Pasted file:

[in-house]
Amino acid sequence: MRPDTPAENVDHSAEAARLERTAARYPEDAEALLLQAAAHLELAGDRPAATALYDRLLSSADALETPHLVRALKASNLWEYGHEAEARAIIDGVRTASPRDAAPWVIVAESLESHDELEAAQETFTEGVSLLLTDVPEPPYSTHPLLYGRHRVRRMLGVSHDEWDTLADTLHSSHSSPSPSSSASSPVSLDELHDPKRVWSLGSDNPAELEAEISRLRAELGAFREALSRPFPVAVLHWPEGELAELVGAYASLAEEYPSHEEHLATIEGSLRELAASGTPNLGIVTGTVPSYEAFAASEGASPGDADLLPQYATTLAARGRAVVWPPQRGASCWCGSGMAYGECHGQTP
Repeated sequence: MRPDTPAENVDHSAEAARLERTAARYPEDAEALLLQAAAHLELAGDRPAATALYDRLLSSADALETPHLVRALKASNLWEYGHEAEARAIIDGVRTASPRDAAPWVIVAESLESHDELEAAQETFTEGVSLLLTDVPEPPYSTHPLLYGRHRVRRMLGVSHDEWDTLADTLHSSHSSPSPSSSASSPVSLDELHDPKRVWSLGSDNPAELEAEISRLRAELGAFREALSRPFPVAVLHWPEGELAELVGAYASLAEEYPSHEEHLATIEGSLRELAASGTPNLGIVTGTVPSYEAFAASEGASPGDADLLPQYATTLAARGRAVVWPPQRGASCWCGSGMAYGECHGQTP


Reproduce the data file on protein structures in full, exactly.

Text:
[in-house]
Amino acid sequence: MRPDTPAENVDHSAEAARLERTAARYPEDAEALLLQAAAHLELAGDRPAATALYDRLLSSADALETPHLVRALKASNLWEYGHEAEARAIIDGVRTASPRDAAPWVIVAESLESHDELEAAQETFTEGVSLLLTDVPEPPYSTHPLLYGRHRVRRMLGVSHDEWDTLADTLHSSHSSPSPSSSASSPVSLDELHDPKRVWSLGSDNPAELEAEISRLRAELGAFREALSRPFPVAVLHWPEGELAELVGAYASLAEEYPSHEEHLATIEGSLRELAASGTPNLGIVTGTVPSYEAFAASEGASPGDADLLPQYATTLAARGRAVVWPPQRGASCWCGSGMAYGECHGQTP
Repeated sequence: MRPDTPAENVDHSAEAARLERTAARYPEDAEALLLQAAAHLELAGDRPAATALYDRLLSSADALETPHLVRALKASNLWEYGHEAEARAIIDGVRTASPRDAAPWVIVAESLESHDELEAAQETFTEGVSLLLTDVPEPPYSTHPLLYGRHRVRRMLGVSHDEWDTLADTLHSSHSSPSPSSSASSPVSLDELHDPKRVWSLGSDNPAELEAEISRLRAELGAFREALSRPFPVAVLHWPEGELAELVGAYASLAEEYPSHEEHLATIEGSLRELAASGTPNLGIVTGTVPSYEAFAASEGASPGDADLLPQYATTLAARGRAVVWPPQRGASCWCGSGMAYGECHGQTP